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CLASS 46


Now in its twelfth year, Class 46 is dedicated to European trade mark law and practice. This weblog is written by a team of enthusiasts who want to spread the word and share their thoughts with others.

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Who we all are...
Anthonia Ghalamkarizadeh
Birgit Clark
Blog Administrator
Christian Tenkhoff
Fidel Porcuna
Gino Van Roeyen
Markku Tuominen
Niamh Hall
Nikos Prentoulis
Stefan Schröter
Tomasz Rychlicki
Yvonne Onomor
THURSDAY, 8 APRIL 2021
New paper on trade mark strategy in Africa

The MARQUES Brands and Marketing Team has published a new paper titled “Demystifying Africa: Considerations for a Trade Mark Filing Strategy in Africa”.

Written by Team member Simonne Moodie of Von Seidels in South Africa, the paper outlines some general practical considerations as well as a possible strategic approach for filing trade marks in Africa.

It states: “Fortunately, there has been more focus lately on the opportunities offered in Africa, with a number of these negative perceptions either being expelled by a glimpse into how African countries actually operate, or by the negatives being outweighed by the positive growth prospects for businesses in Africa. Many successful businesses have learnt how to overcome the challenges faced and turn their African expertise into a competitive advantage.”

The paper covers general practical consideration, including the cost of filing versus trying to enforce use rights; the difficulty of challenging marks filed in bad faith; costs of filing; and language and cultural considerations.

It also provides tips on developing a strategic approach to filing in Africa, addressing where to file based on key markets, the use of regional systems and countries with large economies.

MARQUES members can read and download the paper from the Team’s page on the MARQUES website (log-in required).

Posted by: Blog Administrator @ 08.18
Tags: Africa, bad faith, OAPI, ARIPO,
Perm-A-Link: https://www.marques.org/blogs/class46?XID=BHA4979
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TUESDAY, 6 APRIL 2021
EUIPO IP regional seminar, 26 to 27 April

EUIPO is hosting a regional seminar in collaboration with the Sweden IP Office (PRV) to provide a platform for knowledge sharing on specific IP issues for the staff of IP offices and user association representatives. The online seminar will focus on SME IP-related topics.

EUIPO states:

The diverse programme will include round-table sessions on IPO’s strategies for SMEs, the role of intermediaries in the protection and dissemination of IP for SMEs and case studies provided by the European Institute of Innovation and Technology (EIT). The programme will be complemented with presentations on contemporary IP issues, such as the implications of bad faith and using domain names and trade marks as business builders.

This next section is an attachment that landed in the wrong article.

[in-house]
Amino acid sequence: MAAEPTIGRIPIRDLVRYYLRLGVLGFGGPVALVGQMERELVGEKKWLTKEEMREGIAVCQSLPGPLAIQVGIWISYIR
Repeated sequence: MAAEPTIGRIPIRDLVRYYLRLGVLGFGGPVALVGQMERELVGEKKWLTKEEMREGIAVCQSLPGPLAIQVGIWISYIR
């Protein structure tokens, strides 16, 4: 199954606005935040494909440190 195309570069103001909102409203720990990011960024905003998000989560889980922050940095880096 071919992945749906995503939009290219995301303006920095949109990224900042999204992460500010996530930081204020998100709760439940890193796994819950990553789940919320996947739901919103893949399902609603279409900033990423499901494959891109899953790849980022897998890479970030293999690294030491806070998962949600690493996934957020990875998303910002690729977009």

Considering the substantial interest in the development of soft skills, the seminar will also conduct a session on the change of mindset in the current digital society.

The seminar will be intermediate level and in English. Details of the agenda and speakers are available on EUIPO’s website here.

EUIPO has invited MARQUES as a user association to send two experts to participate in the seminar. If you are a MARQUES member and would like to take part, please register by 19 April.

Posted by: Blog Administrator @ 19.12
Tags: Sweden, EUIPO,
Perm-A-Link: https://www.marques.org/blogs/class46?XID=BHA4978
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WEDNESDAY, 31 MARCH 2021
Chinese court rules against trade mark squatter

On 18 March 2021, the Minhang District (Shanghai) Court published on its website a judgment, rendered on 25 September 2020, which could become a precedent in the fight against trade mark squatting. Zhigang ZHU of the MARQUES China Team reports.

This case concerned a form of trade mark squatting that targets the owner of a reputable trade mark. The squatter files large numbers of identical or similar marks, preferably in classes of goods or services where the targeted trade mark is not registered.

This kind of behaviour forces the victim to file numerous oppositions or invalidation actions and therefore incur significant costs.

BRITA v DEBRITA

In this case, the targeted trade mark was BRITA and its Chinese transliteration, registered respectively in 1993 and 2010, by the German company BRITA GmbH, in class 11, for water purification systems. The German company also registered several sub-brands and acquired a certain reputation in the field.

A Chinese company, Shanghai Kangdian Industrial Company (Shanghai Kangdian) registered a trade mark DEBRITA in the same class, and filed 21 other applications in other classes, based on which Shanghai Kangdian challenged the registration or use, by BRITA Gmbh, of its own trade marks in various sectors.

It took eight years for BRITA Gmbh to finally obtain the invalidation of the DEBRITA trade marks and put a term to the harassment pursued by Shanghai Kangdian.

Unfair competition

The cost of these administrative and judicial procedures, added to the damage caused by the infringement actions committed the Shanghai Kangdian, was such that BRITA Gmbh decided to seek compensation and sue Shanghai Kangdian before the Minhang District Court.

The Chinese subsidiary of BRITA Gmbh, whose business had been affected by the acts of Shanghai Kangdian, joined in the action.

One of the focal points of the dispute was whether the use of trade mark administrative procedures could be considered abusive, malicious and constitute acts of unfair competition.